Friday, 18 September 2015

A Year of Reading the Med

I don’t know many live-aboard sailors who are not avid readers.  There is a lot of down-time in the sailing life, from days pinned down by bad weather to simply looking for some meaningful way to spend the hours between dinner and bedtime.  (Or, as many of our early-rising crew members have found, the hours between the time THEY wake up and the time WE wake up, somewhere around the crack of 9 if we have our way...)

From our friends over at The Cynical Sailor and His Salty Sidekick, we were recently introduced to the “Around the World in 80 Books” challenge.  The idea is to read 80 books from different countries, from A to Z.  This all started with UK writer Ann  Morgan and her “A Year of Reading the World” project.   As I am already a fan of armchair travelling, I love the idea and have accepted the challenge (with important modifications). 

I first tallied up my country list based on things I’ve already read.  This exercise pointed out some interesting facts and conundrums for me.  While I’ve covered 29 countries (and every letter except O, Q, W, Y, and Z… there is no X country), I realized that I am woefully ignorant of Spanish and South American literature (excluding Gabriel Garcia Marquez and Paulo Coelho, whom I assume everyone has read anyway, right?).  I also prefer historical fiction that gives a strong sense of place and time, but many of these books are written by outsiders; for example, an English author who writes about Malta, rather than reading something written by a Maltese author.  And then there are the books written by an author from a particular country that have nothing at all to do with the country itself.  Umberto Eco’s The Prague Cemetery isn’t about Italy (the author’s origin) and Prague only plays a minor role in the story.  It’s a fabulous book, but hard to classify in the framework of this game.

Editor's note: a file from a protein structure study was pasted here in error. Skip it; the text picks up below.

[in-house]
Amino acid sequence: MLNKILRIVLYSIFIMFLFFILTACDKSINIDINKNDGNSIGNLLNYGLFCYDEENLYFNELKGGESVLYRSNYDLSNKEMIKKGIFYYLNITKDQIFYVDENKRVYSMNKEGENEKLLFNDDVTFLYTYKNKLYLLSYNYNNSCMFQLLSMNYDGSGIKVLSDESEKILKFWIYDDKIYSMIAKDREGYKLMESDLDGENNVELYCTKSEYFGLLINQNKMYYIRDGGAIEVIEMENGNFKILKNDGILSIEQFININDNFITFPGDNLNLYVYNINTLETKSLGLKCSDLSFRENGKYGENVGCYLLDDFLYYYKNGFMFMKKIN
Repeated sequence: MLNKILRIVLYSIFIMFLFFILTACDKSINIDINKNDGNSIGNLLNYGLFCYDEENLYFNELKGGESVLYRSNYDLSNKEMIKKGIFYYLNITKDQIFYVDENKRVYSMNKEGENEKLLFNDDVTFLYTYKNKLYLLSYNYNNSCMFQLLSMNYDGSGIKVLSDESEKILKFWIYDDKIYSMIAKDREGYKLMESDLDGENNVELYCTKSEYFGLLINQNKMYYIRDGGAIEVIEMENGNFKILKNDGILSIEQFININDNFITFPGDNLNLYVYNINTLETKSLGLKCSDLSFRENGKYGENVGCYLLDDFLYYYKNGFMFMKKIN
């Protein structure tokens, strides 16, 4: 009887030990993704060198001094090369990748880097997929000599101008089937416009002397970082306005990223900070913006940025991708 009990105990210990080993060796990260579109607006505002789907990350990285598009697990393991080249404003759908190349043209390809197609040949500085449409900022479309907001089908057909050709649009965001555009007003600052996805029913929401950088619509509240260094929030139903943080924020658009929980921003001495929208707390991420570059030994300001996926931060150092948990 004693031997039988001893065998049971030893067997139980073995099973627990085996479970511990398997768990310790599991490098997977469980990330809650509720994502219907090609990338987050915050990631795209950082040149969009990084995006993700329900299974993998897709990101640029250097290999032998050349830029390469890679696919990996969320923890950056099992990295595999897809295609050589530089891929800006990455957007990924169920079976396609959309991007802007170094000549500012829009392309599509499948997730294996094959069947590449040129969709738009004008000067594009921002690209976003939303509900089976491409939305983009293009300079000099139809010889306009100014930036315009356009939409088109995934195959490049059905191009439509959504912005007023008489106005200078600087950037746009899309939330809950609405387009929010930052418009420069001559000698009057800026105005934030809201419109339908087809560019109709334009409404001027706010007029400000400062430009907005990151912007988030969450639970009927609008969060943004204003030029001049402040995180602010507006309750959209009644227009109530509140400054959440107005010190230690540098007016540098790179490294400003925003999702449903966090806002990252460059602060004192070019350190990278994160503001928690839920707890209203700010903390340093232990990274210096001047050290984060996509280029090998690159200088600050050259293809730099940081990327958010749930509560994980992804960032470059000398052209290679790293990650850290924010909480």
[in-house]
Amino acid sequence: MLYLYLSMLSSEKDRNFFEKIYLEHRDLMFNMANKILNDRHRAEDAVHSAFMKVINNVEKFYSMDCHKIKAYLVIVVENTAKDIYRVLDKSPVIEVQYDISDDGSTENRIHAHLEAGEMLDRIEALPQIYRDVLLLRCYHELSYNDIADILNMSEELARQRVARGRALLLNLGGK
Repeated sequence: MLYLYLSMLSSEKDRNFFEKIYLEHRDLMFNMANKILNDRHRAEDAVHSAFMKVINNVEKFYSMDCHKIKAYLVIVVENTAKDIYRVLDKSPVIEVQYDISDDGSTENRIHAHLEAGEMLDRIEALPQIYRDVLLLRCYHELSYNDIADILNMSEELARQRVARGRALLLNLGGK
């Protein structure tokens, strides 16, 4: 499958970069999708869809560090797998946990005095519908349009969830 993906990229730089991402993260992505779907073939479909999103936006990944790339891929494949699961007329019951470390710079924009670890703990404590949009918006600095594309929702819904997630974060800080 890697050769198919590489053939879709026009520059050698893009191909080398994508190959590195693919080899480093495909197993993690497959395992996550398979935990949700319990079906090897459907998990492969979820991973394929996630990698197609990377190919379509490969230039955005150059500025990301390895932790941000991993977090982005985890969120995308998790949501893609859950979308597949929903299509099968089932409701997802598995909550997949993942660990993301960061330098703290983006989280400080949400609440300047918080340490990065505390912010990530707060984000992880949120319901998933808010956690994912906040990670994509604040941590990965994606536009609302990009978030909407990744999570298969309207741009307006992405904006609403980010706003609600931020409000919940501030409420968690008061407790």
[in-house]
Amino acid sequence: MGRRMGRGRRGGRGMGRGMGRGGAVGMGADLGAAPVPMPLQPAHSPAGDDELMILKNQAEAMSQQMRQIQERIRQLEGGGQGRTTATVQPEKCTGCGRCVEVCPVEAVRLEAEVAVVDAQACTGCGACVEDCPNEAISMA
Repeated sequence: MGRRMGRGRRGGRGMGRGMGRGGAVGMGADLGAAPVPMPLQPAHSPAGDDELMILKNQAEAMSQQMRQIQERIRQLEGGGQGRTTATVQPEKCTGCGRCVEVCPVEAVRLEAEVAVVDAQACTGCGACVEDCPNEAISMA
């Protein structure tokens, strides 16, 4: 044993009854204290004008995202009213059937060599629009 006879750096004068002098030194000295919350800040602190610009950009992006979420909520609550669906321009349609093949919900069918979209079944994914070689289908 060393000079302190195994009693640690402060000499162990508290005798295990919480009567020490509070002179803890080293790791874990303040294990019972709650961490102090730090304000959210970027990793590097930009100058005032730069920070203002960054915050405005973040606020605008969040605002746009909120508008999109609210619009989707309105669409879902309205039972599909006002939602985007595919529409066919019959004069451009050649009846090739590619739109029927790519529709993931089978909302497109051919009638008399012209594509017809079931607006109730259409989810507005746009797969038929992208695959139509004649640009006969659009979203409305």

Once you start scratching the surface of this challenge and imposing some guidelines on yourself to follow the spirit of the exercise, the task becomes quite daunting.  One of the official guidelines is that you must finish a book you start.  I’m throwing this one straight into the trash heap.  Life’s too short and there are too many great things to read to adhere to this rule.  And besides, it would be too bad to feel like you’ve dismissed the literary merit of a whole country because you didn’t like one book. 

But I’m imposing some other rules, lest you think I’m taking the easy road.  If I read a book about a country written by an outsider, I will also try to read a book written by a native of the country (bravely keeping in mind the aforementioned safety valve of chucking it in the bin if I don’t like it).  While the books don’t have to be historical fiction, it should evoke the place and lifestyle that influence the story.  I’m also not wedded to fiction as there are some fantastic travelogues out there.  Where possible (which is to say, where interesting to me) I will try to read “modern classics” or something on someone’s list of “things you should read if you think you’re well-read”.                  

And lastly, because the world is a big place, I am starting my assault on the Mediterranean countries.  We’ll be sailing down to the Med next year and will spend the next 3? 4? 5? years there.  What better way to inform, plan, dream ?